The Collected Letters, Volume 13


TC TO [BAPTIST WRIOTHESLEY NOEL] ; 23 September 1841; DOI: 10.1215/lt-18410923-TC-BWN-01; CL 13: 259-260


Chelsea, 23 Septr, 1841—

My dear Sir,

Returning from a long rustication in the North, I find your two Packets lying here; for which pray accept my thanks. Your two Oxford Dignitaries are very interesting scarecrows; hard to say which is uglier,—Pusey with his prying suffering contracted weazel-countenance, Sewel with his small triumphant ferret one.1 The world and Oxford are rarely off for Prophets at present.

Emerson has written no Books except the one you now have. His other publications are separate “Orations,” I think three in number; a little pamphlet called “Nature”; and scattered pieces in reviews, nowhere collected or clearly indicated. The “Orations” and “Nature” can be had, I suppose, by sending to Boston or New York; hardly otherwise: a certain Bookseller, Green, in Newgate street here,2 communicates almost weekly with that country, and I doubt not with all Booksellers in this. Perhaps, on the whole, your readiest way of learning what Emerson means will be to re-read that Book of Essays till you see clearly what is in it: the figure of the man is nowhere so distinctly shadowed as there. The figure of his School (for he begins to have a School) is best traceable in the Dial, a small quarterly publication,3 which I imagine Green regularly imports. A most shadowy shadow this latter;—the opposite pole of Puseyism, not less notable and far less miserable than it: a real living soul, but without body, and obliged to go about as ghost; contrasted with an arrogant suit of clothes pretending to exist comfortably without either body or soul!———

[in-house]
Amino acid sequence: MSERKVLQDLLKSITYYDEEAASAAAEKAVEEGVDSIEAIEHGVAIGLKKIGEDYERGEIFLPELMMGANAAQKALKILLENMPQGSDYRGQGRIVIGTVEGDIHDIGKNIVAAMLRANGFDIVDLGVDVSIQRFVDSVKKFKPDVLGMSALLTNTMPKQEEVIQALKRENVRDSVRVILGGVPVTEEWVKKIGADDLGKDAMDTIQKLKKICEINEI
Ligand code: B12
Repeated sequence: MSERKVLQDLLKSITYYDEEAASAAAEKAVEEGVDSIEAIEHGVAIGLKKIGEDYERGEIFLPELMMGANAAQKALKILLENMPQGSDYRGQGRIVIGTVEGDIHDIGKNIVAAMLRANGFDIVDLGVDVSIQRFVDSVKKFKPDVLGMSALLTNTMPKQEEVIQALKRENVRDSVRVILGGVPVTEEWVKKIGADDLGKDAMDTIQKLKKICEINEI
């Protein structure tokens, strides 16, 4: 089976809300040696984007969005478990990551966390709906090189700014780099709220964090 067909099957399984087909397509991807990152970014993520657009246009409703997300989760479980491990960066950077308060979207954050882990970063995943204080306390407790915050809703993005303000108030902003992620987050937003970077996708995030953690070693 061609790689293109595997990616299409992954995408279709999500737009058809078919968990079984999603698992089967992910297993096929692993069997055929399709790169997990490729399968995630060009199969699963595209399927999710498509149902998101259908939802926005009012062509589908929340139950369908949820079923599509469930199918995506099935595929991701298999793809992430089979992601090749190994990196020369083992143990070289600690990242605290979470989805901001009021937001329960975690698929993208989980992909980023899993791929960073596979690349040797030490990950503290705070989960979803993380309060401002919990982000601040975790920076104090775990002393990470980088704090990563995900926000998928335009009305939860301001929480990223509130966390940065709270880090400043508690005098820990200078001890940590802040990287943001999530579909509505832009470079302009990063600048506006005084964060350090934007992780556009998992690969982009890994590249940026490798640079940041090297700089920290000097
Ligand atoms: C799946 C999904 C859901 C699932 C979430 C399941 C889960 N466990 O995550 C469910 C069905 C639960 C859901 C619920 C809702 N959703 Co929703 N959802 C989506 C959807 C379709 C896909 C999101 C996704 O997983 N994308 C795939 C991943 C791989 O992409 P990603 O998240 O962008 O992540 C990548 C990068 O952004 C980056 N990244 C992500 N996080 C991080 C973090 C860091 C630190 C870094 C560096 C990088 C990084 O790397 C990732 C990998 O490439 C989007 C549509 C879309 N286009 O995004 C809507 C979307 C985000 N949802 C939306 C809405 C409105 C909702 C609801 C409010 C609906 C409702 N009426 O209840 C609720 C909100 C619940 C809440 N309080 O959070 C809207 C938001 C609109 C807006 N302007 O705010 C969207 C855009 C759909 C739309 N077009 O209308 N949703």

I never came to visit the Bodleian; it is now doubtful whether I shall come for the original purpose. I have found many Portraits and Illustrated Graingers4 here, and can derive but little profit from them.

It gives me pleasure to learn that you are about being settled in your own country in the way that pleases you, in the profession you find a call for. In all professions, on all courses of life, the true and diligent man infinitely differs from the false and slothful. I bid you go on zealously, and do your best with good omens.

Yours with true wishes /

T. Carlyle